Karagöz also brings up the fact that shopping is a common need of everybody, totally disagreeing with the idea that shopping malls serve only a limited group of people having a certain income. "Whoever wants to buy the best and the cheapest in the easiest way is going to a shopping mall suitable for his or her interests. I think there is no difference between shopping in a mall or in Taksim" says Karagöz. In stressing the class divisions in shopping malls, he adds: "On this point it is important to ask who goes to Profilo or Cevahir or Akmerkez, because I think the most important competitor of Profilo is Taksim, not Cevahir."

One of the basic characteristics differentiating malls from more diverse places is security. Many families prefer that their kids spend time in a "secured" shopping mall rather than on the street. However, in separating kids from the street, they knowingly push them into a consumption craze. One customer around 40 years old, shopping in Ikea, defined the situation well, saying: "At least we did not have so many choices in the past. And when didn't have them, it was easier to live with what we did have."

Çayır, who claims that this rapid increase in the number of shopping malls depends mostly on urban planning strategies and political decisions, alleges that the city is transforming into a place of consumption, explaining: "Everything is planned beforehand. Where you will sit, what you will eat, etc. You don't have the option of ordering something different than what is on the menu. Maybe the worse are the artistic activities because, for example, only Hollywood films are shown in the cinema."

Shopping malls mostly serve the rich and create a single type of lifestyle. Places such as Akmerkez, Metrocity and the newer Kanyon are obviously separating themselves from other malls with their shops and customer profiles. A customer walking around Kanyon, which also is made different from its peer facilities with its open architecture, stresses the divisions among groups and how the malls impact people psychologically, saying: "While wandering here, you have to pretend as if you have millions in your pocket to spend."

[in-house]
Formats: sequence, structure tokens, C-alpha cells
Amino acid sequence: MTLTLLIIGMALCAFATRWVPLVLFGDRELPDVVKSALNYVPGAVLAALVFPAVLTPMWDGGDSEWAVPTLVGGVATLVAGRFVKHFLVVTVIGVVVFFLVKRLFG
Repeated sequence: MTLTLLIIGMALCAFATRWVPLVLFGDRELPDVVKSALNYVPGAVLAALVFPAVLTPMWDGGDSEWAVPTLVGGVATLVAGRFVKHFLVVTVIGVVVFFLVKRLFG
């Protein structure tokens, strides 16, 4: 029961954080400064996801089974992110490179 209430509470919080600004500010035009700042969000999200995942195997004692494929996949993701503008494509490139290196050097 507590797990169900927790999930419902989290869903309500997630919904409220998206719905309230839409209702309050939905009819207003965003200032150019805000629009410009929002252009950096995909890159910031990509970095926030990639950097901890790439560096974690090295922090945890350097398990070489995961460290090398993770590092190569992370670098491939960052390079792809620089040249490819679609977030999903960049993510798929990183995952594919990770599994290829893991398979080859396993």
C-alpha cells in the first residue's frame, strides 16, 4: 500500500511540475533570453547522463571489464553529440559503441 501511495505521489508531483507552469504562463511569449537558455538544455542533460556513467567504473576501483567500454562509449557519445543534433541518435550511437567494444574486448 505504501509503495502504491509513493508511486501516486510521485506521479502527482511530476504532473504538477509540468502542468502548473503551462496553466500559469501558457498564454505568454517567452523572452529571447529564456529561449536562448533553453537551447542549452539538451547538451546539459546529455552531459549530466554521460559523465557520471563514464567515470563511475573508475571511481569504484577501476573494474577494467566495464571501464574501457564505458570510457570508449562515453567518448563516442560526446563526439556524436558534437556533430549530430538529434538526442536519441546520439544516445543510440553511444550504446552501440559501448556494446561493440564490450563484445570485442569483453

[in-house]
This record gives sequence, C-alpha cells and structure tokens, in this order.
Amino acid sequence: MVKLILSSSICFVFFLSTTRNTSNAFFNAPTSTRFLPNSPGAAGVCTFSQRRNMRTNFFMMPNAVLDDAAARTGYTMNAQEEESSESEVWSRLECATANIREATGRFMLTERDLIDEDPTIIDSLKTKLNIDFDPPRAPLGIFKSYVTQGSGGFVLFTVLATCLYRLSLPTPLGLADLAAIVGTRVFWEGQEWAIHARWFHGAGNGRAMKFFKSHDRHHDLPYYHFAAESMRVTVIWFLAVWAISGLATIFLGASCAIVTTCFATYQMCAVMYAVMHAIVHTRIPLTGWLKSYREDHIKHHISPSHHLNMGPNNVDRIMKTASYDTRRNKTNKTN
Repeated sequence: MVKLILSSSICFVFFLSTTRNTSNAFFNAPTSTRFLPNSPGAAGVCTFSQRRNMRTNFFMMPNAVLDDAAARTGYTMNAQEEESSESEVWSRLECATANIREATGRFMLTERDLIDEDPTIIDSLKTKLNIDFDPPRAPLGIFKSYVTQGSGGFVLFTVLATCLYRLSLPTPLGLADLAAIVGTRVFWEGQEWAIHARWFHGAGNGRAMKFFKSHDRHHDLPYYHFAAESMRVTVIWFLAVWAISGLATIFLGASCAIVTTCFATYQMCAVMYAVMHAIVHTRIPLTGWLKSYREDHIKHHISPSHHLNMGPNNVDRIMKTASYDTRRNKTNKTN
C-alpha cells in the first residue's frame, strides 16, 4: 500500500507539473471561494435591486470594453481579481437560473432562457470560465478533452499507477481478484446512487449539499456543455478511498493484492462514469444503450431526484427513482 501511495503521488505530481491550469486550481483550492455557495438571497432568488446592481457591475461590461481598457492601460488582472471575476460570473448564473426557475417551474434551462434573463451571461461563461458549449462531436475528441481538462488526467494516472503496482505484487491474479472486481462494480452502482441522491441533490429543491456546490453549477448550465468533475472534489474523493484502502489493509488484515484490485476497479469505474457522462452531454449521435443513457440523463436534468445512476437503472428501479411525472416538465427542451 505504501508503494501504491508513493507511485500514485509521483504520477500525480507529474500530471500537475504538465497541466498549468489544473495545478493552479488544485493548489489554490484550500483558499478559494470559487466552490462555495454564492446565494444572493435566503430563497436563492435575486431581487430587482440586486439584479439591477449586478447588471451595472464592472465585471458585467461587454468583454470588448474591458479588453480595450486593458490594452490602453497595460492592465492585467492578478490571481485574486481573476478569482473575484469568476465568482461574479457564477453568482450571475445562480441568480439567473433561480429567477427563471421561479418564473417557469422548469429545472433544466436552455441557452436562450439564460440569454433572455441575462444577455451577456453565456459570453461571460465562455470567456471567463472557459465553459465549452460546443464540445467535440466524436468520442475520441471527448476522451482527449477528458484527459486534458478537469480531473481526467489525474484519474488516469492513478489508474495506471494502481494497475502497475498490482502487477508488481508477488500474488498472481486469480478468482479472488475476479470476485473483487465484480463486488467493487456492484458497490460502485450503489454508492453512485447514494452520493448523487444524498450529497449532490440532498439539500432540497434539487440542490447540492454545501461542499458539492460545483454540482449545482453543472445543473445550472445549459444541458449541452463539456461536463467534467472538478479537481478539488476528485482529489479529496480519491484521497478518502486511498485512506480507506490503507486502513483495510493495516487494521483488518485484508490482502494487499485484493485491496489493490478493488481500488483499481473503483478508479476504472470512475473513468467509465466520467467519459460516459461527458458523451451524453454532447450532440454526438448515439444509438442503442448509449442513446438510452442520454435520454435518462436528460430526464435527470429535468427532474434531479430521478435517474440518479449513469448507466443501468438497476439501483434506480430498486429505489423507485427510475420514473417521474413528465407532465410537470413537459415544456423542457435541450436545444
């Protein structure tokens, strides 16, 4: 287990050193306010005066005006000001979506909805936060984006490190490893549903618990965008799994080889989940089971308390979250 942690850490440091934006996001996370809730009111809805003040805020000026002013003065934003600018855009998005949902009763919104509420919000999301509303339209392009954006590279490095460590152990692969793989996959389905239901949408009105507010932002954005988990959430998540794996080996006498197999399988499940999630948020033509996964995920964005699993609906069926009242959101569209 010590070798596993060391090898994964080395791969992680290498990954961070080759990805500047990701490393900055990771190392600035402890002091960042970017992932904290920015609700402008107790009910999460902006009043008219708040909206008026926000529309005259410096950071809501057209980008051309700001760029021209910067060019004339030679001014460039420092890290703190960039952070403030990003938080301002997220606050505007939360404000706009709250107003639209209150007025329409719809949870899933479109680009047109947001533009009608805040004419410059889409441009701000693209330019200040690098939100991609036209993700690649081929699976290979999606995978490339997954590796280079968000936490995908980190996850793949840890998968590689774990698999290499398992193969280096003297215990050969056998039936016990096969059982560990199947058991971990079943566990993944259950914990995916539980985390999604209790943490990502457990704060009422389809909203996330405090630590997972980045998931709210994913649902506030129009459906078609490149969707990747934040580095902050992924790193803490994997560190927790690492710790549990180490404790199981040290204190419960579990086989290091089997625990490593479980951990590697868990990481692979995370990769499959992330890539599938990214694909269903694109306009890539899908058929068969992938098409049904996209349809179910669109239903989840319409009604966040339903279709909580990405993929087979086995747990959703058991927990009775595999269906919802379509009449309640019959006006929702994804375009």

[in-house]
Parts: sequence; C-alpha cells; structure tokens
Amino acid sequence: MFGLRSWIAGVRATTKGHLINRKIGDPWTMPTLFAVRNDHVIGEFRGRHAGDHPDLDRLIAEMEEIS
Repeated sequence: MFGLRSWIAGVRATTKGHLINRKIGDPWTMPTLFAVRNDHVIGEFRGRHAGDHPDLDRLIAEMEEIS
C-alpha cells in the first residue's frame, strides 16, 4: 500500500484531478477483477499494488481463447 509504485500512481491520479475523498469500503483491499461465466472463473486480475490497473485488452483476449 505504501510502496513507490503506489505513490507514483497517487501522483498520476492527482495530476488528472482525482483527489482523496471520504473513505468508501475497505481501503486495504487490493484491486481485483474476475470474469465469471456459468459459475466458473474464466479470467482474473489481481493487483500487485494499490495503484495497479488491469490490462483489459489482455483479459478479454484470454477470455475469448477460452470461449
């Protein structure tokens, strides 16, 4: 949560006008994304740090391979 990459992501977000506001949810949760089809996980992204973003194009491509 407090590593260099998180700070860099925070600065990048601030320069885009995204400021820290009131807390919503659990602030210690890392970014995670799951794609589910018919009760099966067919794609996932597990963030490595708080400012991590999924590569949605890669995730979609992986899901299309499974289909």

Karagöz also underlines the importance of targeted groups for the malls. "If there are super luxurious shops in Kanyon, it is enough for them to attract three rich customers instead of 1,000 from the middle-class," he explains.

Çayır, supporting the thesis that such malls are shaping people's behavior, claims that these kinds of controlled places are creating one kind of person and lifestyle, saying: "You have to arrange your attitudes as per the culture served in the malls. There is no difference, no creativity."

Nowadays one of the malls experiencing an intense cultural transfer is IKEA. Customers are working as laborers with paper, pencils and tape measures in their hands in IKEA, where Swedish-style dismantled furniture is sold. Customers themselves are finding what they are looking for and carrying it out themselves. Many may prefer this style for the sake of cheaper costs, but the number of others who desire to be served during shopping is never little. One customer who visited IKEA for the first time explains his initial impression and underlines the cultural differences between Turkey and Sweden, asking: "How could you host your guests in these two-seater houses?"

Now instead of going to picnic places or parks on the weekends, families are getting social behind shopping carts at malls that are hot in the winter and cool in the summer. While we are rushing into the malls for things like security or curiosity or "charisma," the West has already faced up to the reality that public and urban culture has fallen as a result of these "strictly controlled" shopping malls. Western managers and urban planners have just begun preparing to turn back to the streets.

Karagöz believes people would prefer traditional shopping places if they could be give some order, too. "If there were no security problems, purse snatching or pollution in Taksim, then why would people prefer not prefer to go there for shopping? If Taksim were managed as well as contemporary malls, I don't think people would go to Profilo," he explains.

It seems the next five years will see an increase in Turkish shopping malls from 130 to 230. "This figure shows that people go to malls, so investors continue to build new ones. I don't think they are totally bad places. But to protect urban culture and create new green areas for people, malls need planned for rationally and built away from downtown," says Çayır.

Today's Zaman

Last Mod: 26 Ağustos 2007, 13:54
Add Comment